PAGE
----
Unraveling the thread of nature’s tapestry: the genetics of diversity and convergence in animal pigmentation

DSpace/Manakin Repository

Unraveling the thread of nature’s tapestry: the genetics of diversity and convergence in animal pigmentation

Citable link to this page

 

 
Title: Unraveling the thread of nature’s tapestry: the genetics of diversity and convergence in animal pigmentation
Author: Kronforst, Marcus; Barsh, Gregory S.; Kopp, Artyom; Mallet, James; Monteiro, Antónia; Mullen, Sean P.; Protas, Meredith; Rosenblum, Erica B.; Schneider, Christopher; Hoekstra, Hopi E.

Note: Order does not necessarily reflect citation order of authors.

Citation: Kronforst, Marcus R., Gregory S. Barsh, Artyom Kopp, James Mallet, Antónia Monteiro, Sean P. Mullen, Meredith Protas, Erica B. Rosenblum, Christopher J. Schneider, and Hopi E. Hoekstra. 2012. “Unraveling the Thread of Nature’s Tapestry: The Genetics of Diversity and Convergence in Animal Pigmentation.” Pigment Cell & Melanoma Research 25 (4) (June 19): 411–433. doi:10.1111/j.1755-148x.2012.01014.x.
Access Status: Full text of the requested work is not available in DASH at this time (“dark deposit”). For more information on dark deposits, see our FAQ.
Full Text & Related Files:
Abstract: Animals display incredibly diverse color patterns yet little is known about the underlying genetic basis of these phenotypes. However, emerging results are reshaping our view of how the process of phenotypic evolution occurs. Here, we outline recent research from three particularly active areas of investigation: melanin pigmentation in Drosophila, wing patterning in butterflies, and pigment variation in lizards. For each system, we highlight (i) the function and evolution of color variation, (ii) various approaches that have been used to explore the genetic basis of pigment variation, and (iii) conclusions regarding the genetic basis of convergent evolution which have emerged from comparative analyses. Results from these studies indicate that natural variation in pigmentation is a particularly powerful tool to examine the molecular basis of evolution, especially with regard to convergent or parallel evolution. Comparison of these systems also reveals that the molecular basis of convergent evolution is heterogeneous, sometimes involving conserved mechanisms and sometimes not. In the near future, additional work in other emerging systems will substantially expand the scope of available comparisons.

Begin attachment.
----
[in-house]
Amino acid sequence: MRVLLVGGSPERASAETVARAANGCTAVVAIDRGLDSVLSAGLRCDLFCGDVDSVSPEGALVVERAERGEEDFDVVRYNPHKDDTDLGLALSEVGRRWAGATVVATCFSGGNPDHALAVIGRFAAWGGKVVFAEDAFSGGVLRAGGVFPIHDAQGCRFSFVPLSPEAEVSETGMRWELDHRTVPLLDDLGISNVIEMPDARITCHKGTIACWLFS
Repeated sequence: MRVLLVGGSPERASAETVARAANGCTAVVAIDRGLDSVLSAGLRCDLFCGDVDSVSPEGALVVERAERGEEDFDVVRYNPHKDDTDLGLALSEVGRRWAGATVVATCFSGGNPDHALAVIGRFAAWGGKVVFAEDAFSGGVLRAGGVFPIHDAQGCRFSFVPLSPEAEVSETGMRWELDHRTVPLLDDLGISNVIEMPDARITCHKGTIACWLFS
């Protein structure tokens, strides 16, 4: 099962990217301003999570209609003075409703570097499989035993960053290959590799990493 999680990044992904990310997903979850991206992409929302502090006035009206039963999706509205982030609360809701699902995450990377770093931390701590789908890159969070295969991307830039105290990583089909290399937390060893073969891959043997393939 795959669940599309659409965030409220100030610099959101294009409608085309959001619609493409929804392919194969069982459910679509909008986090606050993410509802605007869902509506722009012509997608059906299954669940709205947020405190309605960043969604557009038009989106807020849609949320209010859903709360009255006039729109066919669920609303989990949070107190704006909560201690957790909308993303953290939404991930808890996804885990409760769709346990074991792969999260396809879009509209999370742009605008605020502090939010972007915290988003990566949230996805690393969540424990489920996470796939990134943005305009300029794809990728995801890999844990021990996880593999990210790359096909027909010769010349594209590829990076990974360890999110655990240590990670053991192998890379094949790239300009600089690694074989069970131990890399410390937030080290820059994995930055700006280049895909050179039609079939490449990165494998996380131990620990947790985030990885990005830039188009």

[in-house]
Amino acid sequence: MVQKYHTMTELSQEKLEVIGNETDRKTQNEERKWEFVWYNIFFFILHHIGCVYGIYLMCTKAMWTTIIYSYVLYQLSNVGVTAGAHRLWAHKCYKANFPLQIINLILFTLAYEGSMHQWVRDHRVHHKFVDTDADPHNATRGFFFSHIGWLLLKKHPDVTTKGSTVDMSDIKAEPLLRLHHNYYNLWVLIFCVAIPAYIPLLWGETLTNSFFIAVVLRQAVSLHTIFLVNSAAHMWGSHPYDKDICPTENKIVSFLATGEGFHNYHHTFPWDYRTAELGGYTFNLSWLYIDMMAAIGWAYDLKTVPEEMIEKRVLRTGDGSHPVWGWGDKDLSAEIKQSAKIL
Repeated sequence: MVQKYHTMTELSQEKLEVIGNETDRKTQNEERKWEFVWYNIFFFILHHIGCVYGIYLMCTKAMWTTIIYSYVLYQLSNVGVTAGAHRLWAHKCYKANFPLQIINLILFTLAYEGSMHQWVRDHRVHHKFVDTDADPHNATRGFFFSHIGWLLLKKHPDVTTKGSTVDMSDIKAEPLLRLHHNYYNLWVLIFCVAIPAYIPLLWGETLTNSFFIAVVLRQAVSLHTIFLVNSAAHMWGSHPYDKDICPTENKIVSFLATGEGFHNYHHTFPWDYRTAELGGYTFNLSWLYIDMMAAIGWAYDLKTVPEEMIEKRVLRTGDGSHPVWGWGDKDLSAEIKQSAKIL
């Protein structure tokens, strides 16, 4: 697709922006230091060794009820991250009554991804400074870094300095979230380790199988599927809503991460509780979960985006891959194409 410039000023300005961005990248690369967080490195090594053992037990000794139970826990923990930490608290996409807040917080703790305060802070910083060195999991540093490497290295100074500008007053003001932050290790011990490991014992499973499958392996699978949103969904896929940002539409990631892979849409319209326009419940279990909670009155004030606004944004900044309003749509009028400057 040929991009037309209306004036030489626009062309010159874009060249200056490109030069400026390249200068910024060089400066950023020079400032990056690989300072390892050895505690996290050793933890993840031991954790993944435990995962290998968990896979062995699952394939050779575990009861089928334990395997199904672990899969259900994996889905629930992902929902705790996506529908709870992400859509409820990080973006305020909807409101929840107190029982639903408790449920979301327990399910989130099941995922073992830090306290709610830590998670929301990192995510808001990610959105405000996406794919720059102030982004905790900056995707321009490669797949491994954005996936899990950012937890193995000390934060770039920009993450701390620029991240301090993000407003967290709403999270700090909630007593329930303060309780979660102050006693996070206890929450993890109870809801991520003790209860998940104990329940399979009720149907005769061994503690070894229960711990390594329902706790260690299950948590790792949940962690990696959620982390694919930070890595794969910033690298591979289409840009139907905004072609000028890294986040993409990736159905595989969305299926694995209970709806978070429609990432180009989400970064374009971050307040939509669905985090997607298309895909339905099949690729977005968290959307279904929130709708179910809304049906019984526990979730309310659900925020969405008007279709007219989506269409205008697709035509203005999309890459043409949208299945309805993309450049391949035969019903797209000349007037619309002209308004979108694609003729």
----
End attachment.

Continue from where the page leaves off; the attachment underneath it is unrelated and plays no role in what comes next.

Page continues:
Published Version: doi:10.1111/j.1755-148X.2012.01014.x
Citable link to this page: http://nrs.harvard.edu/urn-3:HUL.InstRepos:34728586
Downloads of this work:

Show full Dublin Core record

This item appears in the following Collection(s)

 
 

Search DASH


Advanced Search
 
 

Submitters